Do we care what the world thinks of us? Should we? A new survey of global opinion is getting the usual respectful attention. The Pew Global Attitudes Project surveyed people in 57 countries and found that President Obama's approval ratings have slipped a bit among Europeans, Latin Americans, and Asians -- though he remains quite a bit more popular than George W. Bush was in his final year in office. (Obama is far better liked abroad than he is at home.)
Liberals tend to care a great deal about the way America is perceived globally and will doubtless be gratified that their pin-up continues to score well in Brussels and Timbuktu. They remind us that Thomas Jefferson himself bowed to a "decent respect for the opinions of mankind" when drafting the Declaration of Independence.
Jefferson had never attended a session of the United Nations Human Rights Council. On June 18, the council voted by acclamation to select Miguel D'Escoto Brockmann to serve on its Advisory Committee. D'Escoto, a defrocked priest who served as foreign minister for Nicaragua's communist Sandinista government in the 1980s, was fully implicated in that regime's multiple and grievous human rights abuses.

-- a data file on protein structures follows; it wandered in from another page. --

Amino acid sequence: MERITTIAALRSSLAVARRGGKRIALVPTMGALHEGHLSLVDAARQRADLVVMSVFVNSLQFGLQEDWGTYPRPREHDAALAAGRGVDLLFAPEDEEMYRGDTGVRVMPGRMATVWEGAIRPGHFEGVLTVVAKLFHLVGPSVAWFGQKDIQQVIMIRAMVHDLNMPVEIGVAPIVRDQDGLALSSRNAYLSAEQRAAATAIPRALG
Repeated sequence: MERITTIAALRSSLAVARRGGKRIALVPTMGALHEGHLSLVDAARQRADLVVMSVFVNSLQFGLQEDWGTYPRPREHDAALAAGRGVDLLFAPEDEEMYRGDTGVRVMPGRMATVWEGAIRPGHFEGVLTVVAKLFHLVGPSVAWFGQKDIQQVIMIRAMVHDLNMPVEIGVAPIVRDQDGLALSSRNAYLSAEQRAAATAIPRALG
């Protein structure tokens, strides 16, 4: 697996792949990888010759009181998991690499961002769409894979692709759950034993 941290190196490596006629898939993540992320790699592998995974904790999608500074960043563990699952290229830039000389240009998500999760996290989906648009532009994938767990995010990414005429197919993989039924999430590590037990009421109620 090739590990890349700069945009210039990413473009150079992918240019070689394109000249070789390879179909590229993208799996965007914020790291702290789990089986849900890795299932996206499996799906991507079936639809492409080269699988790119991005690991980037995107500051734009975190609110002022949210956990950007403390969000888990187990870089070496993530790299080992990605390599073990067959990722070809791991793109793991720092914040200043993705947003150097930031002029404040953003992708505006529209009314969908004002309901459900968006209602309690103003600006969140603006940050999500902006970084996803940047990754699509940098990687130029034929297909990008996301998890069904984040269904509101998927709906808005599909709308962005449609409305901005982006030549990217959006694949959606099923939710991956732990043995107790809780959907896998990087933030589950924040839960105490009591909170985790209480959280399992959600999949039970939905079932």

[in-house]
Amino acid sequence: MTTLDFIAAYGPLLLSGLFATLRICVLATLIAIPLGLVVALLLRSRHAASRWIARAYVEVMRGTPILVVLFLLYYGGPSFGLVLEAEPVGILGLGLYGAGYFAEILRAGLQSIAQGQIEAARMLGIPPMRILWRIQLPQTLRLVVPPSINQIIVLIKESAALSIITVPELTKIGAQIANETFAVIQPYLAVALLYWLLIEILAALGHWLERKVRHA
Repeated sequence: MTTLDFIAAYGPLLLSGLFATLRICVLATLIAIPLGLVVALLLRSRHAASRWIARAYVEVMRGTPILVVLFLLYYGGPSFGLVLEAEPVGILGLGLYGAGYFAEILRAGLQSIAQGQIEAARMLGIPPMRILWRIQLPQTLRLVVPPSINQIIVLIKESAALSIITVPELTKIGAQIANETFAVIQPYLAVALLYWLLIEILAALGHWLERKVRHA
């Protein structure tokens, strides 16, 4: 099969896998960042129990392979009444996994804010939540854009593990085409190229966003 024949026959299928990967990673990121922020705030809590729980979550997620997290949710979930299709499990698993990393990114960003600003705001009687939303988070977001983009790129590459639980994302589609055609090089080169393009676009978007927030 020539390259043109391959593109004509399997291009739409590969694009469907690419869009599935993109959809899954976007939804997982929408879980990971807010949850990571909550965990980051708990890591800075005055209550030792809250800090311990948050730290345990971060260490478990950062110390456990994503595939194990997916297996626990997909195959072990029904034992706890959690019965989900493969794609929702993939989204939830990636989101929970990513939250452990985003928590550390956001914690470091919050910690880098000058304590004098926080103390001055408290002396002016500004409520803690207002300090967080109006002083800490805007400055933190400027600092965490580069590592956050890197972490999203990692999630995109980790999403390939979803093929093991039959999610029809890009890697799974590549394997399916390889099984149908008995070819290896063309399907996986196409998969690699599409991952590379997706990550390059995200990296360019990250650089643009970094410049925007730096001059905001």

This is not D'Escoto's first high-level posting at the U.N. He served as president of the General Assembly from 2008 to 2009, during which time he warmly embraced Mahmoud Ahmadinejad and described the U.S. invasions of Afghanistan and Iraq as "atrocities that must be condemned and repudiated by all who believe in the rule of law in international relations." He branded Ronald Reagan as an "international outlaw" and suggested that Israel is "crucifying our Palestinian brothers and sisters."
Well, perhaps the U.N. Human Rights Council isn't the best measure of world opinion. Even stipulating that the U.N. represents only the twisted posturing of a largely unelected, corrupt, and cynical collection of thugs, are global opinion polls useful guides to anything? Did you know that 63 percent of Turks, according to one recent survey, approve of polygamy?
Americans, one suspects, pay far more attention to these global popularity contests than other nations. Can you imagine Vladimir Putin or Hu Jintao poring over these results? Ah, 50 percent of Germans have a favorable view of Russia compared with only 38 percent of Brazilians! Fifty-eight percent of Indonesians like the Chinese, but only 39 percent of Mexicans feel the same! Summon our image-makers!